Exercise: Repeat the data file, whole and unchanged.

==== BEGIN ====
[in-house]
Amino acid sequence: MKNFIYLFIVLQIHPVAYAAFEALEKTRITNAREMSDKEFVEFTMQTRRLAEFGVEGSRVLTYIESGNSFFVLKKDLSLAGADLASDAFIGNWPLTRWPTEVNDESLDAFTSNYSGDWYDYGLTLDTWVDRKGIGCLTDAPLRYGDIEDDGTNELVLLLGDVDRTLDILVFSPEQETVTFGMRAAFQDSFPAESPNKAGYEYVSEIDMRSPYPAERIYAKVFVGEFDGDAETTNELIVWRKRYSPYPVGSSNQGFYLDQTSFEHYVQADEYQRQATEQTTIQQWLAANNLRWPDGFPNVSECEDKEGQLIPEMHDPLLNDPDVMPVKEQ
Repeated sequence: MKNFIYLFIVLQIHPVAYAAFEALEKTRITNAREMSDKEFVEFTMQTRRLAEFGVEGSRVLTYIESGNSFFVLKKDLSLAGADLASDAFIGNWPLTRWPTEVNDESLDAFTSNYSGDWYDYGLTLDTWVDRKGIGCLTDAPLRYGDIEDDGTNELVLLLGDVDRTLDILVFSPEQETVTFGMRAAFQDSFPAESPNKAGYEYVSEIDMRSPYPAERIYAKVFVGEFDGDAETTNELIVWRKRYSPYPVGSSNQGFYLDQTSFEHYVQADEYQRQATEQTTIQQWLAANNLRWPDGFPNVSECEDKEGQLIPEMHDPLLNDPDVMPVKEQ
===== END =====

[in-house]
Amino acid sequence: MKNFIYLFIVLQIHPVAYAAFEALEKTRITNAREMSDKEFVEFTMQTRRLAEFGVEGSRVLTYIESGNSFFVLKKDLSLAGADLASDAFIGNWPLTRWPTEVNDESLDAFTSNYSGDWYDYGLTLDTWVDRKGIGCLTDAPLRYGDIEDDGTNELVLLLGDVDRTLDILVFSPEQETVTFGMRAAFQDSFPAESPNKAGYEYVSEIDMRSPYPAERIYAKVFVGEFDGDAETTNELIVWRKRYSPYPVGSSNQGFYLDQTSFEHYVQADEYQRQATEQTTIQQWLAANNLRWPDGFPNVSECEDKEGQLIPEMHDPLLNDPDVMPVKEQ
Repeated sequence: MKNFIYLFIVLQIHPVAYAAFEALEKTRITNAREMSDKEFVEFTMQTRRLAEFGVEGSRVLTYIESGNSFFVLKKDLSLAGADLASDAFIGNWPLTRWPTEVNDESLDAFTSNYSGDWYDYGLTLDTWVDRKGIGCLTDAPLRYGDIEDDGTNELVLLLGDVDRTLDILVFSPEQETVTFGMRAAFQDSFPAESPNKAGYEYVSEIDMRSPYPAERIYAKVFVGEFDGDAETTNELIVWRKRYSPYPVGSSNQGFYLDQTSFEHYVQADEYQRQATEQTTIQQWLAANNLRWPDGFPNVSECEDKEGQLIPEMHDPLLNDPDVMPVKEQ